Most of our followers know about our arrival in South Africa just a few days ago to visit our latest rescues, Moomba-Thandi, Bella-Ntombi, Zamba-Navid, Adam and Eve- Floria.
We are very happy to see all of them are doing so well and are happy and healthy with us at Ubuntu Wildlife Sanctuary.
This time of year a lot of people we know, or friend of them are also spending their vacation in one of the most beautiful countries in the world, South Africa. When visiting South Africa it is very common to visit places to watch animals Africa is known for. That is why the Moomba Foundation started with a list of ethical animal parks tourists can go to without concerns. Only that way we can create travel routes that people can follow so they can enjoy a vacation and still positively contribute to all South African animals.
We started visiting animal parks/project mostly with lions. We also have visited some primate projects. We started with these, because a lot of people did not know about the abuse behind these animal projects. But because now more people are aware of this, a new abuse of animals starts that people do not know about; the Cheetah industry.
I found a great article explaining about this new epidemic that is popping up everywhere in South Africa. I just copied the most important part of it I think people should read before going to such a place. Source Green Girls in Africa.
Cheetahs in Captivity
In 2010, the number of cheetahs in captivity by comparison was already more than 600 kept in 79 different facilities.
Captive breeding generally happens under the banner of conservation – to reintroduce captive bred cheetah back into the wild and for the preservation of genetic material.
However, the true value of captive breeding is still very much in dispute. Here are some of the reasons why many conservationists quite rightly don’t believe in the conservation benefits of captive breeding of cheetahs:
- The reintroduction of cheetah into the wild is a long and expensive process with very low success rates, as was again shown in this study in Limpopo.
- It is suggested that after a number years in captivity, a species may not even preserve its unique biological and behavioural characteristics and therefore making the conservation efforts of captive breeding far less worthy.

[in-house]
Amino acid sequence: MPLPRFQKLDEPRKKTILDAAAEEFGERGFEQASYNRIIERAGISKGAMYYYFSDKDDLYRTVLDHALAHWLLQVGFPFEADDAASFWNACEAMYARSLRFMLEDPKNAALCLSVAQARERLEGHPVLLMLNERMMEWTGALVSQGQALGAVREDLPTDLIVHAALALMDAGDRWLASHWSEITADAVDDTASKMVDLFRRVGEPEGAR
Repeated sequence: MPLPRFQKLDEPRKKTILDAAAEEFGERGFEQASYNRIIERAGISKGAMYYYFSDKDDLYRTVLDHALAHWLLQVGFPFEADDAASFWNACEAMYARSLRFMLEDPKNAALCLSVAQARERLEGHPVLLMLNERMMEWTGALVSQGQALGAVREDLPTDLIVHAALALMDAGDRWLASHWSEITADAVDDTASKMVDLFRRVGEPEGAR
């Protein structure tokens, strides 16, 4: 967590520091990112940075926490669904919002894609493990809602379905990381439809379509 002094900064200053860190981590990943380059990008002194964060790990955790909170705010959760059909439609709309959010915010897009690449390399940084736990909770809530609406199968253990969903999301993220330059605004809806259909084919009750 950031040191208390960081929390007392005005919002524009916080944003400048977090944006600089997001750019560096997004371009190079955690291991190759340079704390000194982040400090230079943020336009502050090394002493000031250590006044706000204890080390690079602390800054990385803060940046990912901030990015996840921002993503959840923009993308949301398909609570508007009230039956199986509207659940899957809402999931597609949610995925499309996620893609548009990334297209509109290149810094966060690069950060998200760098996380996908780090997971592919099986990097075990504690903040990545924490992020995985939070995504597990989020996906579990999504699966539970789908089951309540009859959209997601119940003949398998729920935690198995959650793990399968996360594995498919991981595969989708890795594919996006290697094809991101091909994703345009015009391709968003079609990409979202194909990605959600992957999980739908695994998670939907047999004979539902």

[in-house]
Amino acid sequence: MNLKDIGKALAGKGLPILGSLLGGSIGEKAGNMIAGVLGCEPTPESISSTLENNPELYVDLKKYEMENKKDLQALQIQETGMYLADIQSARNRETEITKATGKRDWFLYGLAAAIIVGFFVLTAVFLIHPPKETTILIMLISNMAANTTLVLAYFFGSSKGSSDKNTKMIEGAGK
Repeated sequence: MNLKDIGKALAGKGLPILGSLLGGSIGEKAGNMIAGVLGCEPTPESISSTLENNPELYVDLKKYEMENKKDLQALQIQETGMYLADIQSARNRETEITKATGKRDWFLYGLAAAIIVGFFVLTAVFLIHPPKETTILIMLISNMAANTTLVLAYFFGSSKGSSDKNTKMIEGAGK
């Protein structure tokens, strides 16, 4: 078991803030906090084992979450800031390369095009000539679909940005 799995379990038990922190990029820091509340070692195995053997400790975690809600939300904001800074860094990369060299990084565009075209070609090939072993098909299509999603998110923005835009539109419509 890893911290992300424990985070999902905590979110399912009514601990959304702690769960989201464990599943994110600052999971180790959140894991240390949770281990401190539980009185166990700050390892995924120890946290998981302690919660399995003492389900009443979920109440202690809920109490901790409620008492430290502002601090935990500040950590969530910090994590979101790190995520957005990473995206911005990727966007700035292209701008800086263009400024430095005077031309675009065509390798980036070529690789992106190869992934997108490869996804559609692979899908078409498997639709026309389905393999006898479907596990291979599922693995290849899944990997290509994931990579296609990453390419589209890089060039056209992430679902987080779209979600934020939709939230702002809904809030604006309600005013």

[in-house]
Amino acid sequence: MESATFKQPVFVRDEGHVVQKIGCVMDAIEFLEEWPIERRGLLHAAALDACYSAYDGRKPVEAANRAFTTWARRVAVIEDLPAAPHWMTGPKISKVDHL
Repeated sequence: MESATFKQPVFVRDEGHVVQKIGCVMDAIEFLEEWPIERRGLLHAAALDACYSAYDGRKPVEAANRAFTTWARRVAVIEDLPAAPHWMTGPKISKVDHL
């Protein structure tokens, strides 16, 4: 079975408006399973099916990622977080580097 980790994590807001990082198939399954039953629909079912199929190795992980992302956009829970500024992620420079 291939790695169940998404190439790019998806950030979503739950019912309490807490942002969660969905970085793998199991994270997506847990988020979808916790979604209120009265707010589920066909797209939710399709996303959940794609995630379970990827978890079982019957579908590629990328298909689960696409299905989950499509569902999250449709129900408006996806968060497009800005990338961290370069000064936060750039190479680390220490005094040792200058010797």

Captive breeding issues:
- Cheetahs in captivity are extremely sensitive to stress and often display abnormal behaviour, such as pacing back and forth out of frustration, because their hunting and ranging instincts are denied.
- Furthermore, there is a high prevalence of disease in captive populations that is now thought to be caused by chronic stress suffered by cheetah in captive conditions, as well as an unnatural diet. The lack of high-energy fat in their diet may even cause depression.
- The wild cheetah population suffers from low genetic diversity due to the fact that they only just survived the megafauna extinction during the Pleistocene. As a result, the wild population have low sperm counts, increased susceptibility to disease, skeletal abnormalities and cubs frequently die before reaching adulthood. This low genetic diversity of the wild population easily leads to inbreeding in captivity.
- It is also believed that captive breeding poses a potential threat to the survival of the wild population through capture of wild individuals for captive breeding, often to prevent inbreeding (see also point above).
Potential for canned hunting:
- There is the potential for canned hunting of captive bred cheetahs and the large and growing captive population could easily provide a supply for this despicable practice. It’s likely only a matter of time and is therefore a huge issue of concern.
- Please note: Currently, the Threatened or Protected Species Regulations (TOPS) do not allow canned hunting of large predators with the exception of lions.
These points are by no means exhaustive, but clearly pose some serious questions around the necessity for and ethics of such a large captive bred cheetah population in South Africa.
Why do we have so Many Captive Bred Cheetahs in South Africa?
When we examine the legal trading of cheetah between breeding farms and tourism facilities in South Africa, we start to understand this growing and worrying trend of prolific captive breeding.
South Africa has a significant number of so-called ambassador cheetahs. The vast majority is bred in captivity and hand-reared specifically to be groomed as well-behaved ambassadors and not rescued from the wild and unable to be returned back, as is often believed.
An even more worrying trend is emerging of cheetah cub petting, where cubs are bred on demand specifically to fulfill the cuteness factor in wildlife facilities, such as Cheetah Outreach. The cuteness factor draws in the paying public, who have their picture taken while petting the cheetah cub.
Once the cubs outgrow the petting facility, they are often returned to the breeding facility to be used for further breeding, sold to zoos overseas, or traded to the Middle East, where many are kept as pets – purely a status symbol.
The excessive captive breeding is not the answer to the plight of cheetahs in the wild and this kind of animal exploitation has to stop. It has no part to play in our current tourism industry and South African Tourism has taken a firm stance on the issue of animal interaction.